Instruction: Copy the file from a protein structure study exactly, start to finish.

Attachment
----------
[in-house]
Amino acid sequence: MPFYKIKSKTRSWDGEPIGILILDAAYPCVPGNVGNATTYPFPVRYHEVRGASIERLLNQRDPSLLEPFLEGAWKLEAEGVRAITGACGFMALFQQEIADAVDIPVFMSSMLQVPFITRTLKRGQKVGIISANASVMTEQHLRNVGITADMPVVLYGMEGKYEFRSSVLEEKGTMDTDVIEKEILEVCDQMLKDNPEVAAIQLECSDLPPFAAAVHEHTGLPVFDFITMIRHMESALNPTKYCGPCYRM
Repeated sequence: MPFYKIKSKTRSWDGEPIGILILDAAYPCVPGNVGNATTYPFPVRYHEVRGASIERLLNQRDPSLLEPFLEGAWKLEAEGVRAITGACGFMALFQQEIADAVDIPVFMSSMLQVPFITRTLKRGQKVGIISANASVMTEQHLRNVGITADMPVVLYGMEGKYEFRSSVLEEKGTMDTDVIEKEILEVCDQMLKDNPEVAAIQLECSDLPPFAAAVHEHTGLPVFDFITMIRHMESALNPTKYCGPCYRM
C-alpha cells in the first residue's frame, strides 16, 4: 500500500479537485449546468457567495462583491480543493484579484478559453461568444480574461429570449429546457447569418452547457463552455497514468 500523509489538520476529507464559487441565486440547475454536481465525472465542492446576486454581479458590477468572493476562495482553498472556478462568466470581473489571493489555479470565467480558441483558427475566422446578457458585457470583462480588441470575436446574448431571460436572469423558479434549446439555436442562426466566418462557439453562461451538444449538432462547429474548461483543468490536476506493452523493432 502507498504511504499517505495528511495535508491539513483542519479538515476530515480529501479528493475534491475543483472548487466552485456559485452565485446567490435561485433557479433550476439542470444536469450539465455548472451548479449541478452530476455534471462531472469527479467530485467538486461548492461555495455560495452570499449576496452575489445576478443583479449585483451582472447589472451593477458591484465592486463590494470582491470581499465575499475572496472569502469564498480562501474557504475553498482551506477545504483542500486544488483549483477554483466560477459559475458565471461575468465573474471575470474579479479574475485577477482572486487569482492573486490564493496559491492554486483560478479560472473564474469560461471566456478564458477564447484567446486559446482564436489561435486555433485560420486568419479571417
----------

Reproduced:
[in-house]
Amino acid sequence: MPFYKIKSKTRSWDGEPIGILILDAAYPCVPGNVGNATTYPFPVRYHEVRGASIERLLNQRDPSLLEPFLEGAWKLEAEGVRAITGACGFMALFQQEIADAVDIPVFMSSMLQVPFITRTLKRGQKVGIISANASVMTEQHLRNVGITADMPVVLYGMEGKYEFRSSVLEEKGTMDTDVIEKEILEVCDQMLKDNPEVAAIQLECSDLPPFAAAVHEHTGLPVFDFITMIRHMESALNPTKYCGPCYRM
Repeated sequence: MPFYKIKSKTRSWDGEPIGILILDAAYPCVPGNVGNATTYPFPVRYHEVRGASIERLLNQRDPSLLEPFLEGAWKLEAEGVRAITGACGFMALFQQEIADAVDIPVFMSSMLQVPFITRTLKRGQKVGIISANASVMTEQHLRNVGITADMPVVLYGMEGKYEFRSSVLEEKGTMDTDVIEKEILEVCDQMLKDNPEVAAIQLECSDLPPFAAAVHEHTGLPVFDFITMIRHMESALNPTKYCGPCYRM
C-alpha cells in the first residue's frame, strides 16, 4: 500500500479537485449546468457567495462583491480543493484579484478559453461568444480574461429570449429546457447569418452547457463552455497514468 500523509489538520476529507464559487441565486440547475454536481465525472465542492446576486454581479458590477468572493476562495482553498472556478462568466470581473489571493489555479470565467480558441483558427475566422446578457458585457470583462480588441470575436446574448431571460436572469423558479434549446439555436442562426466566418462557439453562461451538444449538432462547429474548461483543468490536476506493452523493432 502507498504511504499517505495528511495535508491539513483542519479538515476530515480529501479528493475534491475543483472548487466552485456559485452565485446567490435561485433557479433550476439542470444536469450539465455548472451548479449541478452530476455534471462531472469527479467530485467538486461548492461555495455560495452570499449576496452575489445576478443583479449585483451582472447589472451593477458591484465592486463590494470582491470581499465575499475572496472569502469564498480562501474557504475553498482551506477545504483542500486544488483549483477554483466560477459559475458565471461575468465573474471575470474579479479574475485577477482572486487569482492573486490564493496559491492554486483560478479560472473564474469560461471566456478564458477564447484567446486559446482564436489561435486555433485560420486568419479571417